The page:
Zinadine Zidane: If you want my shirt so badly, I’ll give it to you after the game.
Marco Materazzi: I’d prefer your sister’s.
Before he became famous for headbutting, Zinadine Zidane was actually known for his composure. At Bordeaux, Juventus, and Real Madrid, his hallmarks as a midfielder were Spartan efficiency of movement, incisive passing, and magnetic control of the ball in tight circumstances. Unlike Pele or Maradona (the greats who came before him) and Chrisiano Ronaldo (probably the most outstanding player since), Zidane wasn’t particularly flashy. When France won the ’98 World Cup, he didn’t even score until the final, against Brazil, when he converted two corner kicks with unfussy, short-range headers to make it 2-0 by halftime. He was known to complete the occasional 360-degree turn, and he did have some smart footwork, but overall, he was more metronome than drum solo. His way of controlling the game was to control—and then suddenly change—the tempo.
In this sense, the real-time structure of Phillipe Parreno and Douglas Gordon’s 2006 movie, Zidane: A 21st Century Portrait, was somewhat suited to the Frenchman. With the ninety-minute montage (assembled from seventeen cameras placed around the 80,000-person capacity Santiago Bernabeu stadium) focusing entirely on Zidane, even soccer aficionados suffered through spells of cinematic stasis that exceeded the sport’s native tedium. Interrupted only by a few clips from the original TV broadcast, and occasionally augmented by the pleasing Mogwai soundtrack, the iconic image of Zidane himself—sometimes grunting, sometimes sprinting, but mainly just jogging and looking around—was meant to sustain viewers for the full hour and a half.
Usually citing the cool music, or Zidane’s gladiatorial good looks, people uninterested in soccer have often told me the movie exceeded their expectations. For die-hard fans, on the other hand, the film was something of a disappointment. It was hard to put your finger on, but something was missing. It wasn’t only the lack of suspense that came from knowing that Real Madrid would beat Villareal—many of us happily watch taped replays, tributes to past legends, countless YouTube clips. And it wasn’t exactly that we couldn’t see the other players—in fact, David Beckham and Juan Carlos both had entertaining cameos, coaxing laughter from the otherwise stoical Zidane. And there was no lack of sporting drama: Zidane chipped the ball to Ronaldo for a crucial goal, and curiously, in the closing minutes of the April 23, 2005 match Gordon and Parreno happened to record, the leading man was sent off for brawling.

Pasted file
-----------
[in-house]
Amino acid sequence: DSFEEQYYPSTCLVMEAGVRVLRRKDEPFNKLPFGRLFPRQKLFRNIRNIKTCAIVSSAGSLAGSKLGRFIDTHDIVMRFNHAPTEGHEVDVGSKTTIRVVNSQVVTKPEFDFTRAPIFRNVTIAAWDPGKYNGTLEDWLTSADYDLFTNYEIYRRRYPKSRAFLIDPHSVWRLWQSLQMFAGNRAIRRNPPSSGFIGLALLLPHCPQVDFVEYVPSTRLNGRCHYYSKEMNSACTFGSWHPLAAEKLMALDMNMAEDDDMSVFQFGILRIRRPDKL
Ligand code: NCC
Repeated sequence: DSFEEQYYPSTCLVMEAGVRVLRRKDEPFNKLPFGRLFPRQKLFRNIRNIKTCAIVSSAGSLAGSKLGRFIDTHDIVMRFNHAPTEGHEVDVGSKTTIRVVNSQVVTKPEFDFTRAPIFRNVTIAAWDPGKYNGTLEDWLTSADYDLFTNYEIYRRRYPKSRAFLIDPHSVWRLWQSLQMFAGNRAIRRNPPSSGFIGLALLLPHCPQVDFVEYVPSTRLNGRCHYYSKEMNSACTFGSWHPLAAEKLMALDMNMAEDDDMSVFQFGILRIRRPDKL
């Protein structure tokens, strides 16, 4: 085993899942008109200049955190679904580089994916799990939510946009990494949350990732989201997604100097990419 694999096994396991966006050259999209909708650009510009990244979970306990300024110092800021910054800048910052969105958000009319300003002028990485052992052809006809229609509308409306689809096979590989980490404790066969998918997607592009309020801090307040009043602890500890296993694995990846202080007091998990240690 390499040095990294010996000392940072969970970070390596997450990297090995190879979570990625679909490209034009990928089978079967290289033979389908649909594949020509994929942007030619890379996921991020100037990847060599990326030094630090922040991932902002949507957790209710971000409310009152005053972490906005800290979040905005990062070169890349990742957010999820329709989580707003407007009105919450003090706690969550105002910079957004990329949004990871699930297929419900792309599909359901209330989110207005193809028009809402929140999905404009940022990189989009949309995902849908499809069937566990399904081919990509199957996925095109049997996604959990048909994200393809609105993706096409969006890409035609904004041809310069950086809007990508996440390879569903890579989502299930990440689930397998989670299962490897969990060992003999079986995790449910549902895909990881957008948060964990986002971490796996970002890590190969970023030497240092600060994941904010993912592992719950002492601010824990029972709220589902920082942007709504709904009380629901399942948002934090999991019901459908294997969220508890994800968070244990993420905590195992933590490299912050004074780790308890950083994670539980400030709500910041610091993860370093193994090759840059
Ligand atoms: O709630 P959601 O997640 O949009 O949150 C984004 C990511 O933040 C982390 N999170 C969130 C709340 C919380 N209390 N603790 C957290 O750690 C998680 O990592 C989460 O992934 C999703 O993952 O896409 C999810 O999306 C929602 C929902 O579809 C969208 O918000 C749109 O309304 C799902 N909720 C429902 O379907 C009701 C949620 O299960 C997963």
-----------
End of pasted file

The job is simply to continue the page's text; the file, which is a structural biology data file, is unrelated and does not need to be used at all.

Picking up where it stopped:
But even before the portentous red card, Zidane’s essence as a player was omitted from the film. Although his chiseled body and strong personality were both impressively larger than life on the silver screen—you could study his scowl, his famous hairline, his quicksilver feet—the attributes that mattered to his soccer were conspicuous only by their absence. The obvious fact was you couldn’t see what he saw. Teammates shifting back and forth, the ill-fated positioning of an opposing defender, the split-second gap—all this happened off screen. The intricate angles, uncanny foresight, and precision timing that comprise the advanced calculus of the killer pass—these were nowhere to be found. Zidane’s commanding intelligence was thereby excluded, supplanted by huge beads of sweat, white socks, eyebrows.
If the filmmakers replaced Zidane’s vision with their own, it wouldn’t be the first time a portrait managed merely to objectify its subject. Oddly enough, it wasn’t even a debut for this particular method. Zidane: A 21st Century Portrait was actually a rehash of Helmuth Costard’s Football as Never Before (1971), which featured the famously attractive George Best as the sole focus of eight 16mm cameras as his Manchester United beat Coventry 2-0 on September 12, 1970. Gordon and Parenno added a few more (and more advanced) cameras, and they added a post-rock band, but the idea sits firmly in the 20th century.
Which raises the question: Just what makes this a 21st century portrait? Taking the title lightly, Gordon & Parreno simply made a timely remake, one they obviously couldn’t have called Football as Before. Technologically speaking, we did get much improved resolution; historically, the movie provides a unique record of the most important player from the turn of the millennium. Aesthetically, the question is trickier. That it reprises an innovation from the last century seems both typical of our era and somewhat disappointing, but the fact that the film’s structure works to exclude its own content seems even more representative of our time. Repeating Costard’s invention and leaving out Zidane’s, this beautiful film ends up seeming both opportunistic and a missed opportunity. Strangely, it is the sporting perspective—which at first seemed tangential, or even distracting—that offers us this modest insight. How long will we wait until they put the camera on the player and let him do the filming?